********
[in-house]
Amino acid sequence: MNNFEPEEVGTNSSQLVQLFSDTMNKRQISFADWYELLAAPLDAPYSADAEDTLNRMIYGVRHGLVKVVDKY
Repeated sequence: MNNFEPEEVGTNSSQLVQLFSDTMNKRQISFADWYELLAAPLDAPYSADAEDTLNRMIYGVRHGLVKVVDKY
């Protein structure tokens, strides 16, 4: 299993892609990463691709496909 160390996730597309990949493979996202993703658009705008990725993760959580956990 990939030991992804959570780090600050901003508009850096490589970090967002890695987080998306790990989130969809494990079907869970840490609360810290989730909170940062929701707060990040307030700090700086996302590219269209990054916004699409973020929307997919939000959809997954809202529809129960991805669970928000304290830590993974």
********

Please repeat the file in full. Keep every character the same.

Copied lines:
[in-house]
Amino acid sequence: MNNFEPEEVGTNSSQLVQLFSDTMNKRQISFADWYELLAAPLDAPYSADAEDTLNRMIYGVRHGLVKVVDKY
Repeated sequence: MNNFEPEEVGTNSSQLVQLFSDTMNKRQISFADWYELLAAPLDAPYSADAEDTLNRMIYGVRHGLVKVVDKY
């Protein structure tokens, strides 16, 4: 299993892609990463691709496909 160390996730597309990949493979996202993703658009705008990725993760959580956990 990939030991992804959570780090600050901003508009850096490589970090967002890695987080998306790990989130969809494990079907869970840490609360810290989730909170940062929701707060990040307030700090700086996302590219269209990054916004699409973020929307997919939000959809997954809202529809129960991805669970928000304290830590993974």